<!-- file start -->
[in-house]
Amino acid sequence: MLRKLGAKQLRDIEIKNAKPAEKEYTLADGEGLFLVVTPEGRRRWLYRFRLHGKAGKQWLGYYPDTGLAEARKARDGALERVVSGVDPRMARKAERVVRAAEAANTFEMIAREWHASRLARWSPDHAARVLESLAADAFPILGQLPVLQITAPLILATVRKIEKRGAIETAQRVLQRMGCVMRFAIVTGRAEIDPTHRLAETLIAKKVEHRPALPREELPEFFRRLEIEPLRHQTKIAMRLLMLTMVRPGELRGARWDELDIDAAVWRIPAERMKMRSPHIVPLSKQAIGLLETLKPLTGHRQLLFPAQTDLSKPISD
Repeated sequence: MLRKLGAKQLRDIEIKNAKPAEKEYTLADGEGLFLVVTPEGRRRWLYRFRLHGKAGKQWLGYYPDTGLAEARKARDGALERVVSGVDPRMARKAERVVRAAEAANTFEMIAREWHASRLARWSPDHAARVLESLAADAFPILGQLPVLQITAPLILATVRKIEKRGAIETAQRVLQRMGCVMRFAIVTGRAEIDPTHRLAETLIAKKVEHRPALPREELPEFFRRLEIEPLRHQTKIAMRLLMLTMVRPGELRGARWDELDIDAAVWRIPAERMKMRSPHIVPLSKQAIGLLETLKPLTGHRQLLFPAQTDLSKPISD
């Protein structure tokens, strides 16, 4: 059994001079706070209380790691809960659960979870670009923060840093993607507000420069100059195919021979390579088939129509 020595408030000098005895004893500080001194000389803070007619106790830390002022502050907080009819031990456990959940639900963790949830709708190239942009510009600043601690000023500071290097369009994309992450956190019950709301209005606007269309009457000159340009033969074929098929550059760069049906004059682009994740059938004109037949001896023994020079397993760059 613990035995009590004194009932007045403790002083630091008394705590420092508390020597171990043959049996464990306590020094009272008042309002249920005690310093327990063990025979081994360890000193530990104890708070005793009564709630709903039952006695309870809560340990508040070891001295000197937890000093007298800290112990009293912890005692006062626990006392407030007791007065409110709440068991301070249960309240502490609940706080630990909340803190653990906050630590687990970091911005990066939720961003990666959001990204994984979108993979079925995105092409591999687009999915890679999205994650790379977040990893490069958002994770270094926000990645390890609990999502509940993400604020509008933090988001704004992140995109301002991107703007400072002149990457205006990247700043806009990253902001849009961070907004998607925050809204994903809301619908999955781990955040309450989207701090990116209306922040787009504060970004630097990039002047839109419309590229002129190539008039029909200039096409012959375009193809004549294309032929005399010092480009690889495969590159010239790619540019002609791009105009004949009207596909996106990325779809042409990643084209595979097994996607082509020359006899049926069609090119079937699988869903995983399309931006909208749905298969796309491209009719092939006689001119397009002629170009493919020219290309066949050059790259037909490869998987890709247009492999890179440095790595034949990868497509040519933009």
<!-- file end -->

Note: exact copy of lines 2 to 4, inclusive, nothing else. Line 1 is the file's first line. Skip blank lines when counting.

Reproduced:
Amino acid sequence: MLRKLGAKQLRDIEIKNAKPAEKEYTLADGEGLFLVVTPEGRRRWLYRFRLHGKAGKQWLGYYPDTGLAEARKARDGALERVVSGVDPRMARKAERVVRAAEAANTFEMIAREWHASRLARWSPDHAARVLESLAADAFPILGQLPVLQITAPLILATVRKIEKRGAIETAQRVLQRMGCVMRFAIVTGRAEIDPTHRLAETLIAKKVEHRPALPREELPEFFRRLEIEPLRHQTKIAMRLLMLTMVRPGELRGARWDELDIDAAVWRIPAERMKMRSPHIVPLSKQAIGLLETLKPLTGHRQLLFPAQTDLSKPISD
Repeated sequence: MLRKLGAKQLRDIEIKNAKPAEKEYTLADGEGLFLVVTPEGRRRWLYRFRLHGKAGKQWLGYYPDTGLAEARKARDGALERVVSGVDPRMARKAERVVRAAEAANTFEMIAREWHASRLARWSPDHAARVLESLAADAFPILGQLPVLQITAPLILATVRKIEKRGAIETAQRVLQRMGCVMRFAIVTGRAEIDPTHRLAETLIAKKVEHRPALPREELPEFFRRLEIEPLRHQTKIAMRLLMLTMVRPGELRGARWDELDIDAAVWRIPAERMKMRSPHIVPLSKQAIGLLETLKPLTGHRQLLFPAQTDLSKPISD
């Protein structure tokens, strides 16, 4: 059994001079706070209380790691809960659960979870670009923060840093993607507000420069100059195919021979390579088939129509 020595408030000098005895004893500080001194000389803070007619106790830390002022502050907080009819031990456990959940639900963790949830709708190239942009510009600043601690000023500071290097369009994309992450956190019950709301209005606007269309009457000159340009033969074929098929550059760069049906004059682009994740059938004109037949001896023994020079397993760059 613990035995009590004194009932007045403790002083630091008394705590420092508390020597171990043959049996464990306590020094009272008042309002249920005690310093327990063990025979081994360890000193530990104890708070005793009564709630709903039952006695309870809560340990508040070891001295000197937890000093007298800290112990009293912890005692006062626990006392407030007791007065409110709440068991301070249960309240502490609940706080630990909340803190653990906050630590687990970091911005990066939720961003990666959001990204994984979108993979079925995105092409591999687009999915890679999205994650790379977040990893490069958002994770270094926000990645390890609990999502509940993400604020509008933090988001704004992140995109301002991107703007400072002149990457205006990247700043806009990253902001849009961070907004998607925050809204994903809301619908999955781990955040309450989207701090990116209306922040787009504060970004630097990039002047839109419309590229002129190539008039029909200039096409012959375009193809004549294309032929005399010092480009690889495969590159010239790619540019002609791009105009004949009207596909996106990325779809042409990643084209595979097994996607082509020359006899049926069609090119079937699988869903995983399309931006909208749905298969796309491209009719092939006689001119397009002629170009493919020219290309066949050059790259037909490869998987890709247009492999890179440095790595034949990868497509040519933009």